Previewing Keira Knightley in Colette


We’ve been looking forward to Colette (2018), the biopic about the French author (born Sidonie-Gabrielle Colette, 1873-1954) of works including Gigi and Chéri. Keira Knightley stars, with Dominic West (The Hour, The Devil’s Whore) as her husband Willy and Eleanor Tomlinson (Poldark, Death Comes to Pemberley, The White Queen) as a potential love interest. The film is set during their marriage, which was 1893 to 1906, and focuses on Colette’s initial years as a writer trying to come out from under — quite literally — Willy’s thumb.

The film screened at Sundance in January and has a limited U.S. release on September 21, 2018 (probably to qualify for award season?). Wider release is slated in the U.K. on January 25, 2019, and then watch for more in America and elsewhere.

Keira can (not always! Sometimes I like her!) irritate me as much as the next person, but I’m really digging the costumes, and what I see of her performance in the trailer looks good (I only spot one clompy moment!):

The costumes were designed by Andrea Flesch, a Hungarian costume designer who has a number of films on her credit list; only the Tulse Luper Suitcases series jumps out as being historic.

Colette is depicted as being modern — she’s a woman writer who is going to have some same-sex relationships, so her wardrobe reflects her crossing of gender boundaries. They’ve definitely referenced some photos of the real Colette, which makes me pretty happy! Here’s two practical suit-esque outfits, one earlier than the other:

Colette (2018)

This predates the next, just based on the hairstyle, which is very turn-of-the-century.

Colette (2018)

Can’t tell if that’s a bob or just worn more loose, but definitely later.

Now, working through the trailer, skipping costumes that aren’t clearly depicted:

Colette (2018)

We start off with this adorable, menswear-inspired shirtwaist made from gingham. Check out all those great pleats and seaming in back!

Colette (2018)

More pleats at the shoulder and a literal tie. Women definitely wore menswear-inspired skirt suits like this in this era.

Colette (2018)

Uber practical, with just a bit of black on the bodice front and sleeve cuffs.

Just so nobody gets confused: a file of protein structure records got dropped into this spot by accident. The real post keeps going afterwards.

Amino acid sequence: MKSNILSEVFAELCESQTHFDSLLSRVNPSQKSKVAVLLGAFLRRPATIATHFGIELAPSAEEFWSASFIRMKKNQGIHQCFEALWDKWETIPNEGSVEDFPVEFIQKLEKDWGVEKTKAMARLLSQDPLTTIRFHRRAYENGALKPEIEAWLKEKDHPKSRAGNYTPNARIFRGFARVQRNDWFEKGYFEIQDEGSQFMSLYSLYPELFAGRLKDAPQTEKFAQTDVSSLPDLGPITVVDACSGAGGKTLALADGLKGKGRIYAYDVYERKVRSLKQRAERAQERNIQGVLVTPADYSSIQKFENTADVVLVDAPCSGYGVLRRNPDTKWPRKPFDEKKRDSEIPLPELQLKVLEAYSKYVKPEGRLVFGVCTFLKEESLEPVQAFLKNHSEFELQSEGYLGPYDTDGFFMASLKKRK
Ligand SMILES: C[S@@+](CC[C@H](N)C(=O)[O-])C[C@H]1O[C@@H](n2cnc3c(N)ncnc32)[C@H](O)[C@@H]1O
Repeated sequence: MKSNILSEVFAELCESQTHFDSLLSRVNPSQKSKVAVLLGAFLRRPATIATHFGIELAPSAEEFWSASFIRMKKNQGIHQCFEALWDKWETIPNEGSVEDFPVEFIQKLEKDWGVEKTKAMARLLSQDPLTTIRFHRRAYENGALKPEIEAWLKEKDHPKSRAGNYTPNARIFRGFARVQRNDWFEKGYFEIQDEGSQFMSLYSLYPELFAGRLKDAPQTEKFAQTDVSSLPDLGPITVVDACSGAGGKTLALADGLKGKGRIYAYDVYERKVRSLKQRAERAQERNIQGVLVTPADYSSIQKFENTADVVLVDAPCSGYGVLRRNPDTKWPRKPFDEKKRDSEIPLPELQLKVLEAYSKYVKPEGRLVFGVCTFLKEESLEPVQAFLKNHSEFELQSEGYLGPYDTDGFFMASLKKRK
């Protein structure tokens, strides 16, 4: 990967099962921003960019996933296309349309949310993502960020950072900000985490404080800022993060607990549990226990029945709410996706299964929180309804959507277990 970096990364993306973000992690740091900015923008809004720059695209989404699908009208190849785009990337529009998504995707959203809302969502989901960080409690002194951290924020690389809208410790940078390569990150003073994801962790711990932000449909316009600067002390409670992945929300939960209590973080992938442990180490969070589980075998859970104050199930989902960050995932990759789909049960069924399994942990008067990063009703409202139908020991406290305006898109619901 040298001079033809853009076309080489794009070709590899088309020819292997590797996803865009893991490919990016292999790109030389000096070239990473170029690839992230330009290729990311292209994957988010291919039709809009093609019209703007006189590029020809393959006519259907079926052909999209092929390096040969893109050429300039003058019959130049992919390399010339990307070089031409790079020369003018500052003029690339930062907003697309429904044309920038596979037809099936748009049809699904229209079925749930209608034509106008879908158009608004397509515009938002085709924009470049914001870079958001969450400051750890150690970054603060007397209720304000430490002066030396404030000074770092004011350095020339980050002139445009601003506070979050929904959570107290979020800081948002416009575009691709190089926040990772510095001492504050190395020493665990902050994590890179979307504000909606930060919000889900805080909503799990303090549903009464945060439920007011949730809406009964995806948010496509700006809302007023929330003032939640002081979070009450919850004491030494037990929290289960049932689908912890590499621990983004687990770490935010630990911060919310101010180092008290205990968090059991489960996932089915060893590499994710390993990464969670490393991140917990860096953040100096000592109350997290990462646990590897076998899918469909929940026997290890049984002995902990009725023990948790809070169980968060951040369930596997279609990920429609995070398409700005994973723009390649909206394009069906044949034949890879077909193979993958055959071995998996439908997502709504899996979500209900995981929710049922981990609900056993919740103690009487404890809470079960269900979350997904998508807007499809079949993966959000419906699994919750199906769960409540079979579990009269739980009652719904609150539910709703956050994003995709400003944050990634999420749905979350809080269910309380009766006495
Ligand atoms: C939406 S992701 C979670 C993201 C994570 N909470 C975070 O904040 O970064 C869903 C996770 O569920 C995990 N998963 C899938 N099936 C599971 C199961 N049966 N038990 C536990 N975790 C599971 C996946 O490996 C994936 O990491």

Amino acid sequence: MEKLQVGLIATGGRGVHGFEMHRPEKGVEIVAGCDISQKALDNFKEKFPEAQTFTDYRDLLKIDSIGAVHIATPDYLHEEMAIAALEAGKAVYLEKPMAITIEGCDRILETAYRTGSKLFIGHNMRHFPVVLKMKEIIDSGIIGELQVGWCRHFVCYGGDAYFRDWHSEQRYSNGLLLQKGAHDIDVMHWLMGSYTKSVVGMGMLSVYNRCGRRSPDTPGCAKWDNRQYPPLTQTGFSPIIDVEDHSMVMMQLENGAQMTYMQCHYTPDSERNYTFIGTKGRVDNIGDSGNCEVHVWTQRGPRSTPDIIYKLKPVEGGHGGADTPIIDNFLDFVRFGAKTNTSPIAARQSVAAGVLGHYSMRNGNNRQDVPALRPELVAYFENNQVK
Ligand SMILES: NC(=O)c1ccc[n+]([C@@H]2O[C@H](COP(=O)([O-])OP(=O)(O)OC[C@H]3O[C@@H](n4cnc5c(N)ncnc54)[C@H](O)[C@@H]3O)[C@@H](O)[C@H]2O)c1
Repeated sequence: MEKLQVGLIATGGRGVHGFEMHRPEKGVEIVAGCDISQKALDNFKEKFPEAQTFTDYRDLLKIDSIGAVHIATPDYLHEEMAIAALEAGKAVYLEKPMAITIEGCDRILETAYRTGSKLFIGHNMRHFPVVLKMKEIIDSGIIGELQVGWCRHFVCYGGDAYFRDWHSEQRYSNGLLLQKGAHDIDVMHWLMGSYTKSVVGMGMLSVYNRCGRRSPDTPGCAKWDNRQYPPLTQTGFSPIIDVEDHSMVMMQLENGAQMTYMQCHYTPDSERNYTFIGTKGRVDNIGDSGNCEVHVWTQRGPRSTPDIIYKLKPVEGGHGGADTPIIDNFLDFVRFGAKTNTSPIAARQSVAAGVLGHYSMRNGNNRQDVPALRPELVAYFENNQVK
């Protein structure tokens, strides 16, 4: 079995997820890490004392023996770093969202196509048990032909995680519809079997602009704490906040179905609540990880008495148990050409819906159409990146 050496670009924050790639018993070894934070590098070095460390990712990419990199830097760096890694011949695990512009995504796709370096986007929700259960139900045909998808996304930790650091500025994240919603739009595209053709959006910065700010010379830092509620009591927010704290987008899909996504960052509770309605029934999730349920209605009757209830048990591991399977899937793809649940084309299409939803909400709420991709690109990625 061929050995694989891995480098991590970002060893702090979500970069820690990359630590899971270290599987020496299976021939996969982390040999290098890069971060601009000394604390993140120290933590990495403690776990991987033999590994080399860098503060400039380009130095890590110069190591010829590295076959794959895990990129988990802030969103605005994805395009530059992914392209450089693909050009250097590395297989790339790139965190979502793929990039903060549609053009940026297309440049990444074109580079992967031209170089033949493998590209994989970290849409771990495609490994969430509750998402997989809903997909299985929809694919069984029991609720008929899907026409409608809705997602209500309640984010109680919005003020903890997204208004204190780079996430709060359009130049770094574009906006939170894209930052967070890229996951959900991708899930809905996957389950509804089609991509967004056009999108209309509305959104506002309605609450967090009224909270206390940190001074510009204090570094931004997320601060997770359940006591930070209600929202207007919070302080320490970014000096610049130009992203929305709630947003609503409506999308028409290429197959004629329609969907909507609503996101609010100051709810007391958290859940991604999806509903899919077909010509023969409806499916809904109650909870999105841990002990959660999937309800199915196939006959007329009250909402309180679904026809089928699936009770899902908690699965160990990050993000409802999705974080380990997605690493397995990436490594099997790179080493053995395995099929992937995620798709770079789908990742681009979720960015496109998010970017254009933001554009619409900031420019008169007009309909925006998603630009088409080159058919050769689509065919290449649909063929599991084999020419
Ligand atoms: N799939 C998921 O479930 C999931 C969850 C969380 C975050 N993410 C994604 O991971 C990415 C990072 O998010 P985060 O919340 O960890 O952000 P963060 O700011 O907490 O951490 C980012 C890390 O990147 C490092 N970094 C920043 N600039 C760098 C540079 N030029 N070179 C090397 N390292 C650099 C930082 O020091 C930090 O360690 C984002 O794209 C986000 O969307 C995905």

Here’s the real Colette in a similar skirt suit, probably from about 1909-13 based on the fashions shown.

Colette (2018)

At an early party, she’s wearing a fuller-sleeved blouse.

Colette (2018)

Jumping forward in time, Colette has bobbed her hair and is wearing a super plain black dress with white collar.


They are clearly referencing this photo shoot of the real Colette and Willy — AND THEIR FRENCH BULLDOG!!!!

Colette (2018)


Colette Willy dog French bulldog


Colette (2018)

Ahem. Back to costumes. Beautiful embroidery on this shirtwaist and skirt.


And definitely a style worn by the real Colette (left).

Colette (2018)

Now we’re back in practically-menswear as Keira gets clompy.

Colette (2018)

Again, keeping it plain although the black trim and vertical pintucks keep it interesting.

Colette (2018)

Stripey bathing suit! She’s bobbed her hair.

Colette (2018)

This vest is very ethnic in an Eastern European sort of way.

Colette (2018)


Colette, Jacques Humbert, c. 1896

I did find this one painting of Colette (by Jacques Humbert, c. 1896) that shows a more feminine look not seen in the film, although this would have been early in her marriage.

Colette (2018)

Colette supported herself by performing on stage. It looks like this costume…

Colette Reve Egypte 1907

…was inspired by the real deal! Cool!

Colette (2018)

Tomlinson plays American socialite Georgie Raoul-Duval. Here she’s wearing a teagown, a relaxed option for at-home socializing.

Colette (2018)

This suit is GORGEOUS. So much detail!

Colette (2018)

Dunno. The print is period but it reads Civil War to me, and the cotton fringe…?

Colette (2018)

I’m impressed by the fact that the extras look good too.

Colette (2018)

LOVE the fans!

Colette (2018)


Colette (2018)

Getting frisky

Colette (2018)

Loving the stripey dress, but why is far left wearing a giant hat at a ball/indoor party?


Will you see Colette when it comes out?


About the author



Kendra has been a fixture in the online costuming world since the late 1990s. Her website, Démodé Couture, is one of the most well-known online resources for historical costumers. In the summer of 2014, she published a book on 18th-century wig and hair styling. Kendra is a librarian at a university, specializing in history and fashion. She’s also an academic, with several articles on fashion history published in research journals.

29 Responses

  1. Susan Pola Staples

    I’m so looking forward to seeing this flick. Although Ms Tomlinson’s dress on the standalone shot looks uncorseted.

  2. Nzie

    Loving these beautiful costumes—and that they clearly referenced images of her. :-) I don’t really know much about Colette, but she seems very unique.

    • M.E. Lawrence

      Judith Thurman’s biography is the best–she really gets both Colette and the part she played in French literature and social history.

  3. Daniel Milford-Cottam

    The evening/dinner hat is definitely a thing I’ve seen in illustrations and artwork. Can’t recall specifics offhand, apart from some famous shots of Camille Clifford (the inspiration for the Gibson Girl) wearing a black evening dress and huge hat, which I imagine is what’s being referenced here. I agree it’s jarring in this context though.

    • hsc